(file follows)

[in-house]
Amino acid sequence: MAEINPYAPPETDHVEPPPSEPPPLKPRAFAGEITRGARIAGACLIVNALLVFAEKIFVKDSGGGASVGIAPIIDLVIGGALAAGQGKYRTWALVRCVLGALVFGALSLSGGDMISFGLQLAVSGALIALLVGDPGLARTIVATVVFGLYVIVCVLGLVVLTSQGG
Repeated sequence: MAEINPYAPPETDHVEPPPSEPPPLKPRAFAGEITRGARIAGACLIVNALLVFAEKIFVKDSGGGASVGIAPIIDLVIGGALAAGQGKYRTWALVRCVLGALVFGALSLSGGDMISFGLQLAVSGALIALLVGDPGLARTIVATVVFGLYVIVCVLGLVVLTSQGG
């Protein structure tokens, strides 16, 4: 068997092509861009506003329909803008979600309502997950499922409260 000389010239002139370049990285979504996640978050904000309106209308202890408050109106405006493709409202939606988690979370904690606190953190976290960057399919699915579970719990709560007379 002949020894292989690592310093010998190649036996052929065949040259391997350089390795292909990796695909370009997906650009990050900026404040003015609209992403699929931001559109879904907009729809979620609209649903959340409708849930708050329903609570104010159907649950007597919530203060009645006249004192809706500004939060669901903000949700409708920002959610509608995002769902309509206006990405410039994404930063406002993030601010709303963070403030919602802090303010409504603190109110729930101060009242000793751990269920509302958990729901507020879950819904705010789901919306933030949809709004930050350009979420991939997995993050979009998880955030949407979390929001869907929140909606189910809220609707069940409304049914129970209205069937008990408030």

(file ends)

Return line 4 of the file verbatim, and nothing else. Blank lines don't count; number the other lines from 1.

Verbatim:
């Protein structure tokens, strides 16, 4: 068997092509861009506003329909803008979600309502997950499922409260 000389010239002139370049990285979504996640978050904000309106209308202890408050109106405006493709409202939606988690979370904690606190953190976290960057399919699915579970719990709560007379 002949020894292989690592310093010998190649036996052929065949040259391997350089390795292909990796695909370009997906650009990050900026404040003015609209992403699929931001559109879904907009729809979620609209649903959340409708849930708050329903609570104010159907649950007597919530203060009645006249004192809706500004939060669901903000949700409708920002959610509608995002769902309509206006990405410039994404930063406002993030601010709303963070403030919602802090303010409504603190109110729930101060009242000793751990269920509302958990729901507020879950819904705010789901919306933030949809709004930050350009979420991939997995993050979009998880955030949407979390929001869907929140909606189910809220609707069940409304049914129970209205069937008990408030």